September 2015 Archives

I remember well my time in middle school: the motto was "BE ALIKE!" as we sought to follow what's hot and what's not. It was exhausting - who had time for schoolwork when you had to discover which bands were in, what type of Madras shirt to buy, and what people were to be shunned in that cruel manner so common in early adolescence. It was a tyranny of sameness to be sure...

As adults we hopefully have learned that differences add strength and variety to our lives. In biological terms, a diverse ecosystem with checks and balances on the various species populations leads to community health, so that one species' challenges with disease or infestation doesn't destroy the entire community. In sociological terms, a diverse community allows for a richness of sharing and an embracing of "the other" in truly loving ways.

Children are different - period. Learning styles differ - from auditory (learn best by hearing) to visual (learn best by seeing) to tactile/kinesthetic (learn best by touching and doing) learners. Abilities differ - Howard Gardner spoke of the "multiple intelligences" that make up the human cognitive experience: verbal/mathematical/musical/spatial/kinesthetic/interpersonal/intrapersonal. Classrooms need to tap into all of these ways to be "smart" and "successful" in school and allow our variety of student learners many chances for success. Body types differ - we are so affected by our genetics! Traditional concepts of "beauty" need to be replaced by a realization that attraction has many facets - physical and social and spiritual - and finding someone "attractive" need not rely on having the right "look."

We are all different in our racial and ethnic backgrounds, and being "colorblind" as an attempt to be "fair" only covers over true acceptance of others' differences with a culture of "niceness" that is merely superficial in its authenticity. Schools and communities that embrace difference rally when one group is in pain and needs support: we are the same in our humanity and different in our expression of that humanity.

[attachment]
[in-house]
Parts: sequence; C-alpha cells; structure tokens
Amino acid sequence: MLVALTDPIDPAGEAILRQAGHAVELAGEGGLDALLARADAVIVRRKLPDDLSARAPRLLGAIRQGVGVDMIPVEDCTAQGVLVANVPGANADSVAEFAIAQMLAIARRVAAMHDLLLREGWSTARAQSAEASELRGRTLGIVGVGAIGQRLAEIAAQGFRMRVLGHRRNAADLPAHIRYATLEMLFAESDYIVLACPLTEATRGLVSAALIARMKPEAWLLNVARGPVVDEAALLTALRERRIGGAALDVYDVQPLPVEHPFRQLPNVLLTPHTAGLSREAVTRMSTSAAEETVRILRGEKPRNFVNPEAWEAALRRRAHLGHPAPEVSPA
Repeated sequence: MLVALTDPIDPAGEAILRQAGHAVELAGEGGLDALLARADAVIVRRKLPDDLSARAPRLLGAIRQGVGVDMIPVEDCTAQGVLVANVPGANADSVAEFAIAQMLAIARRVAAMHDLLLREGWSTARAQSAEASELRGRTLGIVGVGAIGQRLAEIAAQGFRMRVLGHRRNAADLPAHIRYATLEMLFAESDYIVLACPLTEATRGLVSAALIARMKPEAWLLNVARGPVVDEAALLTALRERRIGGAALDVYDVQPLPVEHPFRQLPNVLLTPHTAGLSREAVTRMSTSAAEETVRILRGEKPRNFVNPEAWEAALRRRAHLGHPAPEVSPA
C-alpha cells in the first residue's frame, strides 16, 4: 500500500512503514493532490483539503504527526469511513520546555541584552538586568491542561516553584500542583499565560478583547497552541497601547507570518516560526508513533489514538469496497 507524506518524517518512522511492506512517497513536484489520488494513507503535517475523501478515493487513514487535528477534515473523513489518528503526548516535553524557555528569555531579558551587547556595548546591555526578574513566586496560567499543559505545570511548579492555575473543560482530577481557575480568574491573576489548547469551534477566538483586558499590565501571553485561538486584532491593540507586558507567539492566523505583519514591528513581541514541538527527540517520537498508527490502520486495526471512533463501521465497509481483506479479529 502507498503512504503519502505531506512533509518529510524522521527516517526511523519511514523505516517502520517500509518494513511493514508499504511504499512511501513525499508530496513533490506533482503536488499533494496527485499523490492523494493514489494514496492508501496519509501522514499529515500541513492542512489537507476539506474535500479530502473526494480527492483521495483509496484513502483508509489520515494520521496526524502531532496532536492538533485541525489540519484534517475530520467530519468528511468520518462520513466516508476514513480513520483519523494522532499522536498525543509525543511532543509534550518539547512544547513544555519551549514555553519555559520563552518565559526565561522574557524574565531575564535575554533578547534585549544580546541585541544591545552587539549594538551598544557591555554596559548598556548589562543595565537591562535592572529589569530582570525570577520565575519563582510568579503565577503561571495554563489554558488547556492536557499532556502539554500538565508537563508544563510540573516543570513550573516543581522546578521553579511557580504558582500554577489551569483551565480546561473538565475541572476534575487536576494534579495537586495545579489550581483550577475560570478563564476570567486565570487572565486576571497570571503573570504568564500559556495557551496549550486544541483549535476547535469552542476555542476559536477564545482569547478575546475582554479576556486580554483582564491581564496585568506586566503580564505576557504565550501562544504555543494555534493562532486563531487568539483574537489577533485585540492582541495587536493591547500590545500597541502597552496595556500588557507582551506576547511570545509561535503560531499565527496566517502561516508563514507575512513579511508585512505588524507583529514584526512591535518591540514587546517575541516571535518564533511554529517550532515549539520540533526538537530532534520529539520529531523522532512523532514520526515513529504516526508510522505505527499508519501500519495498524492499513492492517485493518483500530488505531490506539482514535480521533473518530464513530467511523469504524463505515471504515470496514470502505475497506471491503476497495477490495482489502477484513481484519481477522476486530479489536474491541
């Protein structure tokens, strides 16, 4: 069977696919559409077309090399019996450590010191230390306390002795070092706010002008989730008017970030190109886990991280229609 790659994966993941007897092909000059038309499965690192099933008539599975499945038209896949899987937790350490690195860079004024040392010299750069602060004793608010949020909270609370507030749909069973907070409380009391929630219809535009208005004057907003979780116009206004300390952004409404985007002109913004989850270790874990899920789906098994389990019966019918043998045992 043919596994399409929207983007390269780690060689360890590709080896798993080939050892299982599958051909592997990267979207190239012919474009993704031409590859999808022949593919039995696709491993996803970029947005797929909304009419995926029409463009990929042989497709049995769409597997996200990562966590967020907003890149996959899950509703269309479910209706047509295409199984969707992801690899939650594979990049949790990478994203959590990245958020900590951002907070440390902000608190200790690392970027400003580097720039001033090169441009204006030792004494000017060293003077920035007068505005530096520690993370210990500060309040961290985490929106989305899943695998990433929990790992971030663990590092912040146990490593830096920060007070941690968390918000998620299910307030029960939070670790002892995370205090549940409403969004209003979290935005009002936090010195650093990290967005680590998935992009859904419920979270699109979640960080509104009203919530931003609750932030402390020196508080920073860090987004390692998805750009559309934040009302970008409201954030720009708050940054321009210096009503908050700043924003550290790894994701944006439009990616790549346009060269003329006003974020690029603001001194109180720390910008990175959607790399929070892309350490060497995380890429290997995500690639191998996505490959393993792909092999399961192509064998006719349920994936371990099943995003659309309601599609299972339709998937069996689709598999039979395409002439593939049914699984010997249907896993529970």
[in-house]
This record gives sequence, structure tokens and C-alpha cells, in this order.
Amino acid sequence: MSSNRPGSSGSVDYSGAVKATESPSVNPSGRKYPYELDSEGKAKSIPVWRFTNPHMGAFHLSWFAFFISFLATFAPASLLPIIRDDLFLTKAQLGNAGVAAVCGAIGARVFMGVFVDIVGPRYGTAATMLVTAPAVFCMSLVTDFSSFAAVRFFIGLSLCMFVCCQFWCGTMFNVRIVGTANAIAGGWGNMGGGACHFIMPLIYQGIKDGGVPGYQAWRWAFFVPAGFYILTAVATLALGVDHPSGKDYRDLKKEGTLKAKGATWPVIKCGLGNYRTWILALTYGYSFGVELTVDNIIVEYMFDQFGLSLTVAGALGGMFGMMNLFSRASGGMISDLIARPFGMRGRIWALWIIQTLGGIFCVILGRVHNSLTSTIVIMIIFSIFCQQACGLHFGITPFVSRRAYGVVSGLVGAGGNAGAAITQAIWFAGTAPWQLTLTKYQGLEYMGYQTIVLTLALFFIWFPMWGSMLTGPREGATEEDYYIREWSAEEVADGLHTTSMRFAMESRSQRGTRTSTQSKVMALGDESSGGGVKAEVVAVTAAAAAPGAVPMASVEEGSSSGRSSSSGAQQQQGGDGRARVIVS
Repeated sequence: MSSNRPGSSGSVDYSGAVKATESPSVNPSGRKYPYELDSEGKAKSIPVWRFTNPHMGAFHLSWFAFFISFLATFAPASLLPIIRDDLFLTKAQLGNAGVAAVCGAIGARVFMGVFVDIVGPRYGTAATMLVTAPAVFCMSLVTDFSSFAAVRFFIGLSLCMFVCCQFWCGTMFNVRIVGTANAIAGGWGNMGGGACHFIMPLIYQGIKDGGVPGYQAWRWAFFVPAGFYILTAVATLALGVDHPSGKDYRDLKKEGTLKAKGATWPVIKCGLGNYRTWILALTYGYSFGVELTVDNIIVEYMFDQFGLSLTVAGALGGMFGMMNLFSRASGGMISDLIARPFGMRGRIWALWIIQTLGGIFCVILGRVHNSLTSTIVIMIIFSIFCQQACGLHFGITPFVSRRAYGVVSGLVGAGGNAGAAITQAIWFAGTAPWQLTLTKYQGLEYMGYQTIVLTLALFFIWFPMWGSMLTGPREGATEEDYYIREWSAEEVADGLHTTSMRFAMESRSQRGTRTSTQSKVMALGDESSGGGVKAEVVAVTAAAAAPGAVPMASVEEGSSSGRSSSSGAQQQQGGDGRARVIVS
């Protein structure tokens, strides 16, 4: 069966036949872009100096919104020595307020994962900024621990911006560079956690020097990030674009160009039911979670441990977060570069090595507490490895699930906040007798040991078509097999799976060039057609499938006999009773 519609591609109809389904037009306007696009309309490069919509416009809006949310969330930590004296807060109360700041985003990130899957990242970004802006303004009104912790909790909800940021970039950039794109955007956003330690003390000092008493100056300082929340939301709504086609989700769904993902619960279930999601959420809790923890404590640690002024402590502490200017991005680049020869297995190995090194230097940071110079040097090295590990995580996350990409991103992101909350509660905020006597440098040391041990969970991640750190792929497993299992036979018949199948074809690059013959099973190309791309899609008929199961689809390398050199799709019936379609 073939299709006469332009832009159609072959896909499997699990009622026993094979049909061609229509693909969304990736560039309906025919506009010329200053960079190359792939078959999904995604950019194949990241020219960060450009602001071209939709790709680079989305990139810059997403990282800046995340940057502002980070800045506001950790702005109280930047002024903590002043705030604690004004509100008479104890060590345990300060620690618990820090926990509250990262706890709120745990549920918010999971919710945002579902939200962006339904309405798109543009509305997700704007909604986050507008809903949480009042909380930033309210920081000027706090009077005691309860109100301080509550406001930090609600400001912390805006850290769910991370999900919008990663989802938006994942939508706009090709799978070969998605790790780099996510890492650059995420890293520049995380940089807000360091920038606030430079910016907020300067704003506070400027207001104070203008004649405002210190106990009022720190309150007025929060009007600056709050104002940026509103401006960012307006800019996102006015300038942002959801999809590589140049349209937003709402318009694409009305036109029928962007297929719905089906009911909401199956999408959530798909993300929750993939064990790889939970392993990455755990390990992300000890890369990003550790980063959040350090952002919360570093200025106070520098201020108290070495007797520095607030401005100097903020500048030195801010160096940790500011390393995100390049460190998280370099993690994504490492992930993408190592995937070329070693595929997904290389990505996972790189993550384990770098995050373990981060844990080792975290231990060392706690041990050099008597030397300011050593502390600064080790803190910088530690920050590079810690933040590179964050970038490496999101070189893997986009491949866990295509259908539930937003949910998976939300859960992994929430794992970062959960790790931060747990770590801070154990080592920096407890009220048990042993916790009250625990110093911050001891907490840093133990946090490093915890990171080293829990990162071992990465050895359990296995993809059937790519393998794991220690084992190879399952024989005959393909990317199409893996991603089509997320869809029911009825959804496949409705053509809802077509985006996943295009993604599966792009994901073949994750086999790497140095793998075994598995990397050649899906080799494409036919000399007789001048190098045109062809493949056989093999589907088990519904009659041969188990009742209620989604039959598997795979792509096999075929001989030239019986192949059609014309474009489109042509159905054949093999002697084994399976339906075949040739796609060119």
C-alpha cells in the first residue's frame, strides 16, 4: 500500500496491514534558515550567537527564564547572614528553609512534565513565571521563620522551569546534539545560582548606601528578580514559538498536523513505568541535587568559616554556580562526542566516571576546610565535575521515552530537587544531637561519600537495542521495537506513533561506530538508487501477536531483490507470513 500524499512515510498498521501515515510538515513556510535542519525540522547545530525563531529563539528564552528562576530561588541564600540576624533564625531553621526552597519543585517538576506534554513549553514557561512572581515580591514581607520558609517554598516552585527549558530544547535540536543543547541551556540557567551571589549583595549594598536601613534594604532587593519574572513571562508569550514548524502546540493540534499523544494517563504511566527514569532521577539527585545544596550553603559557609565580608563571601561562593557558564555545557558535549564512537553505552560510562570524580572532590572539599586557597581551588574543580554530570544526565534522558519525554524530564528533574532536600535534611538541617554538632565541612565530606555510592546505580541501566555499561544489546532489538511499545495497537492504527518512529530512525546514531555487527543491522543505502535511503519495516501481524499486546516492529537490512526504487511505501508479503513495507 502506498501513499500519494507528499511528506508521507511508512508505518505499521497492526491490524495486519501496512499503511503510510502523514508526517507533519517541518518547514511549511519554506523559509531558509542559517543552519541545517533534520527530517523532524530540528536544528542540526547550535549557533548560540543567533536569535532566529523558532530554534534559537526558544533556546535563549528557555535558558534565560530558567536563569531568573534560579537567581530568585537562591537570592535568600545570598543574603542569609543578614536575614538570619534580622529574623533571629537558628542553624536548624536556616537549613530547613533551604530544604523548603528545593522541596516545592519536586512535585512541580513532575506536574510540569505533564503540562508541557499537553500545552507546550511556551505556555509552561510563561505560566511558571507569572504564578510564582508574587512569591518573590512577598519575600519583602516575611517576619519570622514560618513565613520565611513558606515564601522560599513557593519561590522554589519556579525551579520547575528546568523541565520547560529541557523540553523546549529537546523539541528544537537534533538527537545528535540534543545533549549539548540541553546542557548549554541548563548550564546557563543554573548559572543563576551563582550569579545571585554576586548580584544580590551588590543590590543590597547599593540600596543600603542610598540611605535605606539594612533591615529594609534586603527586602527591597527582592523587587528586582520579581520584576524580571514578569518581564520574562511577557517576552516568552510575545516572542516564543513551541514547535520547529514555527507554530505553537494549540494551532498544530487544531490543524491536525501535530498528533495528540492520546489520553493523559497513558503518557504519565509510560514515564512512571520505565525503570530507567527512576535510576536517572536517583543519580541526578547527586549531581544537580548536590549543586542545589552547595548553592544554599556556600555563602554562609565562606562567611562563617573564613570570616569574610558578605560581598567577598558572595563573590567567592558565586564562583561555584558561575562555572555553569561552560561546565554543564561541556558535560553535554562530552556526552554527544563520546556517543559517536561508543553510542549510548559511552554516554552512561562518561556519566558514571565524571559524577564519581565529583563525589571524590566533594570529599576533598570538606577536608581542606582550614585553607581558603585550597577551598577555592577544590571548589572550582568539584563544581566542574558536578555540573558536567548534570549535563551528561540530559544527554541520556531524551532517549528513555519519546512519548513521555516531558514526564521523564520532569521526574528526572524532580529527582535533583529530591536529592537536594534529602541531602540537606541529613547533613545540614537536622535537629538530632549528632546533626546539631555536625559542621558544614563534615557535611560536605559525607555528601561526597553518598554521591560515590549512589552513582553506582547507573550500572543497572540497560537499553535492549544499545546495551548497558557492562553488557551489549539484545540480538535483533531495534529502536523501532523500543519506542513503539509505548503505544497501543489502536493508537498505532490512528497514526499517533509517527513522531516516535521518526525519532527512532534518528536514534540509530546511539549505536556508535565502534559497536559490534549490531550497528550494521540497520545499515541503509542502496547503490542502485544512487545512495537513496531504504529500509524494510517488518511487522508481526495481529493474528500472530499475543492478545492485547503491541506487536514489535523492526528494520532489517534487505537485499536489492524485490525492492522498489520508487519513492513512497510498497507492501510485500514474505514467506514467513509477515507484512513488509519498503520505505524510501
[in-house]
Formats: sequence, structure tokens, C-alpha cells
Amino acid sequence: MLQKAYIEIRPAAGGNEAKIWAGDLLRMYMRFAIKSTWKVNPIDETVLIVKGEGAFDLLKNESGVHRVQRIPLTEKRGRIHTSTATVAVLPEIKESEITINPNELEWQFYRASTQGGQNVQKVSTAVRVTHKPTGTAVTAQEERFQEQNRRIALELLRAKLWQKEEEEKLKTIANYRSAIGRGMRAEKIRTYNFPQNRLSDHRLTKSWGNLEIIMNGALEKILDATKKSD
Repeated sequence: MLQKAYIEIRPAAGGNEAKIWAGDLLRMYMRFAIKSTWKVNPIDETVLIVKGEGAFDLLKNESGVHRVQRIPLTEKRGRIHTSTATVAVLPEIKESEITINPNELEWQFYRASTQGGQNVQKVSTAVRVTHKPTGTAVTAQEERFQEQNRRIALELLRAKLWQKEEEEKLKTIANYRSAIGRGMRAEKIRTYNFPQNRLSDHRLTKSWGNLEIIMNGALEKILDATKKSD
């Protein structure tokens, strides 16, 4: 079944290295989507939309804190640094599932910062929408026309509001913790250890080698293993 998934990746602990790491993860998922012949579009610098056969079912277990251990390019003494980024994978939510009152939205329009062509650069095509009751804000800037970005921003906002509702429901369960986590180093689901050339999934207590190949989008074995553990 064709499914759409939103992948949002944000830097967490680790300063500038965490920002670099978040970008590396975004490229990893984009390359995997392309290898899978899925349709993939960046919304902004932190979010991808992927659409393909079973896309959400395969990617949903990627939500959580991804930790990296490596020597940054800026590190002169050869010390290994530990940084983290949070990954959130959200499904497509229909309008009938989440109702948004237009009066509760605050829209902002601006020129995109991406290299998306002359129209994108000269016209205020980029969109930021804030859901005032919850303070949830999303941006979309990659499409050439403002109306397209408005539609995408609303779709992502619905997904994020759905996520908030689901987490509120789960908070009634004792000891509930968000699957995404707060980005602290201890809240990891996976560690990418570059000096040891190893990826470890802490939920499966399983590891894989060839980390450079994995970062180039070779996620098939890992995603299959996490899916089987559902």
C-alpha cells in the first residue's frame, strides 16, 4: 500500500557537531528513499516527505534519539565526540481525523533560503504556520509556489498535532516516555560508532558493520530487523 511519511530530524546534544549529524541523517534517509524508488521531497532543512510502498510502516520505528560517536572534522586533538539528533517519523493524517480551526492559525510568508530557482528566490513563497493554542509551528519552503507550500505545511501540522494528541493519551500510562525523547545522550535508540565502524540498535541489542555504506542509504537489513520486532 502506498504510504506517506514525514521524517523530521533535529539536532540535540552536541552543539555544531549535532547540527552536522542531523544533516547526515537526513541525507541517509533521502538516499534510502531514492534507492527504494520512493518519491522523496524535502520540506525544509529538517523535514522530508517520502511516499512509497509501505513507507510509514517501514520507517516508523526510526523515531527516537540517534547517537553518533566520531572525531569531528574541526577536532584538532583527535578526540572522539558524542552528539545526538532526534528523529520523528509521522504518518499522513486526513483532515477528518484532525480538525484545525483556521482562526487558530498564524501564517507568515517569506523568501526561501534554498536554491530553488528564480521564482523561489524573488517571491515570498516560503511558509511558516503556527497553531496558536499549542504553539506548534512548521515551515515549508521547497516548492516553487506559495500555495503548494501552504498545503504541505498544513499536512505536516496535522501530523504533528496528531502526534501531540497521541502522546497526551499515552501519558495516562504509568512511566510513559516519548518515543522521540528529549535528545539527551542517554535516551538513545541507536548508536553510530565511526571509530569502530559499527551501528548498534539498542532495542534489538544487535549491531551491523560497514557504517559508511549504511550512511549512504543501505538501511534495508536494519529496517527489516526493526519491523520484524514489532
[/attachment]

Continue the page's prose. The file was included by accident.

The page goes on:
When I as a Quaker say "there is that of God in every person" I mean that the Divine in each of us has a common core and a universal source. I do not mean for us all to be Quakers - our varieties of religious experience inform and enhance one another. I do mean for us to value the different expressions of our spiritual life.

SO: What can we do as parents?

·       Honor our children's different strengths - Johnny is good at art and Susie is good at math and everyone is good at something. Find those strengths and honor them.

·       Remember that self-esteem comes from competence - give your child an opportunity to pursue their interests so that they can be an "expert" at something, be it baseball cards, local birds, or playing the guitar, and not just spelling, math, and reading.

·       Practice diversity at home - honor all cultures, avoid stereotypes, be aware of your prejudices in dealing with others, and participate in your neighbors' cultural celebrations whenever you can. As in biology, social cross fertilization leads to strength.  

·       Recognize that your own identity has many parts - parent, spouse, employer or employee, son or daughter, friend, mentor, and expert to name a few - and cultivate the many parts of your child's identity. Help your child to identify "what I'm good at.." so that - when the chips are down - they have a "place" to go to recover and heal.

We model acceptance of difference and the importance of diversity in all we say and do with others. As the Dalai Lama says, the only religion one needs is loving kindness toward everyone - no exceptions.

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This page is an archive of entries from September 2015 listed from newest to oldest.

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